60 second Timer with Shell Script

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# 8  
Old 10-04-2009
Originally Posted by danmero

(Code reformatted for legibility.)
while [ $i -gt 0 ]
 if [ $i -gt 9 ];then
   printf "\b\b$i"
   printf "\b\b $i"
 sleep 1
 i=`expr $i - 1`

That loop will take noticably longer than one second, due partly to the unnecessary external command.
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IO::Async::Timer::Periodic(3pm) 			User Contributed Perl Documentation			   IO::Async::Timer::Periodic(3pm)

"IO::Async::Timer::Periodic" - event callback at regular intervals SYNOPSIS
use IO::Async::Timer::Periodic; use IO::Async::Loop; my $loop = IO::Async::Loop->new; my $timer = IO::Async::Timer::Periodic->new( interval => 60, on_tick => sub { print "You've had a minute "; }, ); $timer->start; $loop->add( $timer ); $loop->run; DESCRIPTION
This subclass of IO::Async::Timer implements repeating events at regular clock intervals. The timing may or may not be subject to how long it takes the callback to execute. Iterations may be rescheduled runs at fixed regular intervals beginning at the time the timer was started, or by a fixed delay after the previous code has finished executing. For a "Timer" object that only runs a callback once, after a given delay, see instead IO::Async::Timer::Countdown. A Countdown timer can also be used to create repeating events that fire at a fixed delay after the previous event has finished processing. See als the examples in "IO::Async::Timer::Countdown". EVENTS
The following events are invoked, either using subclass methods or CODE references in parameters: on_tick Invoked on each interval of the timer. PARAMETERS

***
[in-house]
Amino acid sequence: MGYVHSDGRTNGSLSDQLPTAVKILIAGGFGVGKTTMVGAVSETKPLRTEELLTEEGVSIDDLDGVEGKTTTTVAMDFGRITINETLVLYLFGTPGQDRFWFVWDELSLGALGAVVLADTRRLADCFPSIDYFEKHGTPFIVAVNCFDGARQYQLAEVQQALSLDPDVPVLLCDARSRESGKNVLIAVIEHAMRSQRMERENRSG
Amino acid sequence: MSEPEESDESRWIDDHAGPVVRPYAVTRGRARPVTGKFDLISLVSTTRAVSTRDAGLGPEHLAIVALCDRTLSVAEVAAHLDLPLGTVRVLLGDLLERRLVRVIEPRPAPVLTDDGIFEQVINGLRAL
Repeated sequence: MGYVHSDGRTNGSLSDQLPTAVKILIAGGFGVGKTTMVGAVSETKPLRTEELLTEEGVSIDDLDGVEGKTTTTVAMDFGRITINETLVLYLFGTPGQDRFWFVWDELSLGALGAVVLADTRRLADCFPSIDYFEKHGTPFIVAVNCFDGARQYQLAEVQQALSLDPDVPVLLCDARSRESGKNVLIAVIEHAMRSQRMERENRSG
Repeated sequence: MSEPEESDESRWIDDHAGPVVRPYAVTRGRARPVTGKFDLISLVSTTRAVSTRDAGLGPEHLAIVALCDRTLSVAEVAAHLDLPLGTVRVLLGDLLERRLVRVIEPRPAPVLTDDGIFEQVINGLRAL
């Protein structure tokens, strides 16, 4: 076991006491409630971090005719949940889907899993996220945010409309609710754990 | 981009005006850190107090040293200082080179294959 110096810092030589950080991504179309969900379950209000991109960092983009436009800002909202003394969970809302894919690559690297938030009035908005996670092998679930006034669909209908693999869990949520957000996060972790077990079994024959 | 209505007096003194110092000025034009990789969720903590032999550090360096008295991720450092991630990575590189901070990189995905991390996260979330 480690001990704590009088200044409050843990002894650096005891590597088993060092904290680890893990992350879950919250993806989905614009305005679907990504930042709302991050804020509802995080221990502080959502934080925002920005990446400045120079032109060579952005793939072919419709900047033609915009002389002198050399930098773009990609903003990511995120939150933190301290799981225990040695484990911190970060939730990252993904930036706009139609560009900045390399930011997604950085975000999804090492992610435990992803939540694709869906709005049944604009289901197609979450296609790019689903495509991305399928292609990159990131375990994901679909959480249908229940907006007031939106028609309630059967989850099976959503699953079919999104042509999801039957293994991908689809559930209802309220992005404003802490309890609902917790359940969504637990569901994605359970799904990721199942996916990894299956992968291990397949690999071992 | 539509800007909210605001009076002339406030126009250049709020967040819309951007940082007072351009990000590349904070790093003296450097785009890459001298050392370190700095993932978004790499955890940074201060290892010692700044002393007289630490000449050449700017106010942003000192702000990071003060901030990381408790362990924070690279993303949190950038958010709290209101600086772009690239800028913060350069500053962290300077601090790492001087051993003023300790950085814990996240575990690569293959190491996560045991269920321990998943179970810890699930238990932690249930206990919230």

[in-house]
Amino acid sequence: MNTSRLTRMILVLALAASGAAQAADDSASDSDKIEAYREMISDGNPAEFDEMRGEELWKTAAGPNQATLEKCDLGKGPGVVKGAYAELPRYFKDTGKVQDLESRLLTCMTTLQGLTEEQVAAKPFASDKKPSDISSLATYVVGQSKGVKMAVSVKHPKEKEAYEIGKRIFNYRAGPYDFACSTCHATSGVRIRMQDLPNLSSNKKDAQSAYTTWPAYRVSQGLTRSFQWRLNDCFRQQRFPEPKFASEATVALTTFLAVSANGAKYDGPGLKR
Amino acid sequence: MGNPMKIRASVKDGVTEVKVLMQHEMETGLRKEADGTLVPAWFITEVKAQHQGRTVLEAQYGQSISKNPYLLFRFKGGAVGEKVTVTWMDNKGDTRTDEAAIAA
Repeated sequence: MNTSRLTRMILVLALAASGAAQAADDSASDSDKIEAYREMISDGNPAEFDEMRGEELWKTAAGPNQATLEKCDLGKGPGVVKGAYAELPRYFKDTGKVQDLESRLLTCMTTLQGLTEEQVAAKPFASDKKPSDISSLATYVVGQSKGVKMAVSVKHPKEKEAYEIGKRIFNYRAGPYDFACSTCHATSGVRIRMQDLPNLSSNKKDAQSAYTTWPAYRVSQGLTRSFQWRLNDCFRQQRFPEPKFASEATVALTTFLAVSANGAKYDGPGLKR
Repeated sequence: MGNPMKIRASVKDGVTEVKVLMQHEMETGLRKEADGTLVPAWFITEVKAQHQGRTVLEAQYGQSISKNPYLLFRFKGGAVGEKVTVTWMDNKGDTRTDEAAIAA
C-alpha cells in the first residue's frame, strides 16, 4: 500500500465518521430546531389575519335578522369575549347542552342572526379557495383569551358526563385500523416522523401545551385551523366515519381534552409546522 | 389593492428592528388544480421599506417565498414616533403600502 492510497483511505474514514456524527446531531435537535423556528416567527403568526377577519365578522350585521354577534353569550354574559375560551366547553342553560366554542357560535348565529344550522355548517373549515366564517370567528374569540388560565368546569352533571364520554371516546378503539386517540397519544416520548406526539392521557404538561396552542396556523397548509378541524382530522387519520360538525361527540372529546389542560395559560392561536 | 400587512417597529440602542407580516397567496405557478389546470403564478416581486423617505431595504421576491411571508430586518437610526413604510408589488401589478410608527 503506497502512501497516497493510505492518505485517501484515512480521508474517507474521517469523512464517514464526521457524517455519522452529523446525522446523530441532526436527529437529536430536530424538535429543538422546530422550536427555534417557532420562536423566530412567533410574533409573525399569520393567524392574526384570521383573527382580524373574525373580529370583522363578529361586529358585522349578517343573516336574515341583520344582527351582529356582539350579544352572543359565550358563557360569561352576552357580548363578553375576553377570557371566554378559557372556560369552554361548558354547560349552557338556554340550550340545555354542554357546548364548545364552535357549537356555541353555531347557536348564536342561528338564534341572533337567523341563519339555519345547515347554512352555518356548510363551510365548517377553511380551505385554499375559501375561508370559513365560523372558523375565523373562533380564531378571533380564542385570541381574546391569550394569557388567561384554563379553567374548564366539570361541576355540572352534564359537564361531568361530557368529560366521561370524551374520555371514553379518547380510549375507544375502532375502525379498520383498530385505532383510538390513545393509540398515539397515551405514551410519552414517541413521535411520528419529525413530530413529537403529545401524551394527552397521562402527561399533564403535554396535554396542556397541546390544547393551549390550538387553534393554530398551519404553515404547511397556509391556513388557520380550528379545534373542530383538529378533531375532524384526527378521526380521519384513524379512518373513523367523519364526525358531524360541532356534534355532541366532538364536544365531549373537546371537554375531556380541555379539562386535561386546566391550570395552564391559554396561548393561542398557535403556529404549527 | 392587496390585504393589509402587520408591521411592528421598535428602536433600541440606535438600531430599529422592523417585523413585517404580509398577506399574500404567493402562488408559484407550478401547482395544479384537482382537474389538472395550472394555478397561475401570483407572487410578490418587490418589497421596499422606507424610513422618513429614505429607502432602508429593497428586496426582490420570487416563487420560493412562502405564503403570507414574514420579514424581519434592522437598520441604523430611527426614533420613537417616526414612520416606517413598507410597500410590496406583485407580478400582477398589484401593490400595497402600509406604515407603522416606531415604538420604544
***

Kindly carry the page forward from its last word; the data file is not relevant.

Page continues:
The following named parameters may be passed to "new" or "configure": on_tick => CODE CODE reference for the "on_tick" event. interval => NUM The interval in seconds between invocations of the callback or method. Cannot be changed if the timer is running. first_interval => NUM Optional. If defined, the interval in seconds after calling the "start" method before the first invocation of the callback or method. Thereafter, the regular "interval" will be used. If not supplied, the first interval will be the same as the others. Even if this value is zero, the first invocation will be made asynchronously, by the containing "Loop" object, and not synchronously by the "start" method itself. reschedule => STRING Optional. Must be one of "hard", "skip" or "drift". Defines the algorithm used to reschedule the next invocation. "hard" schedules each iteration at the fixed interval from the previous iteration's schedule time, ensuring a regular repeating event. "skip" schedules similarly to "hard", but skips over times that have already passed. This matters if the duration is particularly short and there's a possibility that times may be missed, or if the entire process is stopped and resumed by "SIGSTOP" or similar. "drift" schedules each iteration at the fixed interval from the time that the previous iteration's event handler returns. This allows it to slowly drift over time and become desynchronised with other events of the same interval or multiples/fractions of it. Once constructed, the timer object will need to be added to the "Loop" before it will work. It will also need to be started by the "start" method. AUTHOR
Paul Evans <leonerd@leonerd.org.uk> perl v5.14.2 2012-10-24 IO::Async::Timer::Periodic(3pm)

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